The FTSE 100 reshuffle is the first since the Covid-19 pandemic hit the economy and stock market.
The index dropped on news of the Omicron variant of Covid-19, which sent markets across the globe into a spiral. Investors moved from transport, travel, leisure and energy stocks. Most companies in the FTSE 100 were down by close on 26 November 2021. The index fell by 3.64%, its biggest fall since March 2020.
This has raised further interest in the reshuffle of the FTSE 100 index.
FTSE 100 reshuffle explained
The FTSE 100 is reshuffled on a quarterly basis, in March, June, September and December. A review will take place on Tuesday 30 November before the next FTSE reshuffle date on 1 December. Companies in the index are ranked based on their market capitalisation.
Companies previously not in the FTSE 100 that have risen above 90th in the FTSE 250 will be promoted to the FTSE 100, while companies in the major index that fall below 110th will be demoted. It’s a relatively simple approach to selection compared to the S&P 500, which takes into account eight formal specifications when ranking and selecting stocks.
Which stocks will move in or out of the index?
FTSE Russell highlights four companies earmarked for possible promotion or relegation.
Electrocomponents creates industrial electronic products and solutions. It’s enjoying a bumper year, delivering a stellar performance on the back of sustained demand for electronics, while successfully negotiating global supply chain issues.
An adjusted pre-tax profit increase of 91%, according to an earnings report for the first half of 2021 (H1 2021), adds to a 126% spike in earnings per share against the same period last year, allowing the company to reduce net debt from £144.8m to £83.6m.
The company’s share price has grown by an impressive 37.05% year-to-date, while a 12.34% increase in the last three months has led to Electrocomponents banging on the door of the FTSE 100 in time for the latest review. Its share price is currently (29 November) 1,211p, giving a market cap of £5.7bn.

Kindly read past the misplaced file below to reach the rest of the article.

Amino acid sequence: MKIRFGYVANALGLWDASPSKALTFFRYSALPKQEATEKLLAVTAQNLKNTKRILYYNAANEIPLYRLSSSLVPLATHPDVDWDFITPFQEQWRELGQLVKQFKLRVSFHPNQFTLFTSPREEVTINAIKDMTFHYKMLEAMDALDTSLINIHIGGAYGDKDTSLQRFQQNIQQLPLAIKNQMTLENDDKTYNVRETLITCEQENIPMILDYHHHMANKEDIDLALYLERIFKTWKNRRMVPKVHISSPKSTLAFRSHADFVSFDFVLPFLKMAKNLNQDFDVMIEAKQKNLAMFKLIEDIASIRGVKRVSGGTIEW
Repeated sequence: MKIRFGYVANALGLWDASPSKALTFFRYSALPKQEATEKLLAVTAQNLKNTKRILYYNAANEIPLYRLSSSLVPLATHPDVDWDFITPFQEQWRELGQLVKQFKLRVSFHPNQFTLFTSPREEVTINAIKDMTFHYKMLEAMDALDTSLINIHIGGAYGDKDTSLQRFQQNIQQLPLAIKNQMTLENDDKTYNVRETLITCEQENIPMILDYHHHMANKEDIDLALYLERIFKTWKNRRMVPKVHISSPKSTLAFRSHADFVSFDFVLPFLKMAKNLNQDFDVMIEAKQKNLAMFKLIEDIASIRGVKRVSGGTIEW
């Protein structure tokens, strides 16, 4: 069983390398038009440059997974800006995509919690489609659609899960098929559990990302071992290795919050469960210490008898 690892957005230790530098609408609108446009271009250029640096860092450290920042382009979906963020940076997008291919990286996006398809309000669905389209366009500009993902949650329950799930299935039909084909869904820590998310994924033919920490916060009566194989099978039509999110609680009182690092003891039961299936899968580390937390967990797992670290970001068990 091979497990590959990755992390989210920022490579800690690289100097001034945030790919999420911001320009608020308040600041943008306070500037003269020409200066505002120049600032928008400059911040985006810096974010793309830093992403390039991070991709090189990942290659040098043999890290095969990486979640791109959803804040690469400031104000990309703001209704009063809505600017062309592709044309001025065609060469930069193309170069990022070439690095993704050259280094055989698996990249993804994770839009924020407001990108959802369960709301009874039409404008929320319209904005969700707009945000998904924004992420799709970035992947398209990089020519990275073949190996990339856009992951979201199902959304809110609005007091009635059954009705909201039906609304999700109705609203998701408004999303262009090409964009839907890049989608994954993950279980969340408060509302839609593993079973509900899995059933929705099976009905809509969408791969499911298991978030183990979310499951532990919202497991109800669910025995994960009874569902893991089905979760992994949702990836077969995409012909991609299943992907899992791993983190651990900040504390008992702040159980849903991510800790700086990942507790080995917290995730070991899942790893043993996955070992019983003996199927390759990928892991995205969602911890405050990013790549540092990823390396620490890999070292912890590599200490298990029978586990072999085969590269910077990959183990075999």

“Although there are likely to be further cost pressures ahead, Electrocomponents appears in a robust position, particularly given that demand for electrical parts shows little sign of waning,” Susannah Streeter, senior investment and markets analyst at Hargreaves Lansdown, wrote in a note.
Dechra Pharmaceuticals looks like another prime candidate to be promoted to the FTSE 100 index, but as a result of shifts in consumer behaviour, rather than the structural industrial growth experience.
The company, which specializes in pharmaceuticals for the pet market, has benefitted from a wave of demand linked to a corresponding growth in pet ownership. According to the Pet Food Manufacturers Association (PFMA), 3.2m UK households acquired a pet in the 12 months after the onset of the pandemic.
That has inevitably translated into more demand for pet-allied health products, confirmed by the company’s annual report for the year to 30 June 2021, released on 20 September. It showed revenues had increased by 21% year-on-year while diluted earnings per share (EPS) increased by 19.4%, resulting in a full-year dividend of 40.50p, a 18.1% rise. Earnings were helped by the acquisitions of Osurnia and Mirataz.
The company’s share price has grown by 46.67% year-to-date, although that’s been tempered by a 3.16% fall in the last three months. It’s current market cap is £5.52bn. Entry into the FTSE 100 this quarter would follow an indicative expectation among analysts in September.
“There is a risk that with incomes facing a squeeze from rising inflation, spending per head could decline, so there could be headwinds to navigate. But other results from pet orientated companies indicate that demand for pets doesn’t seem to be falling away, which bodes well for future revenue streams,’’ Streeter said.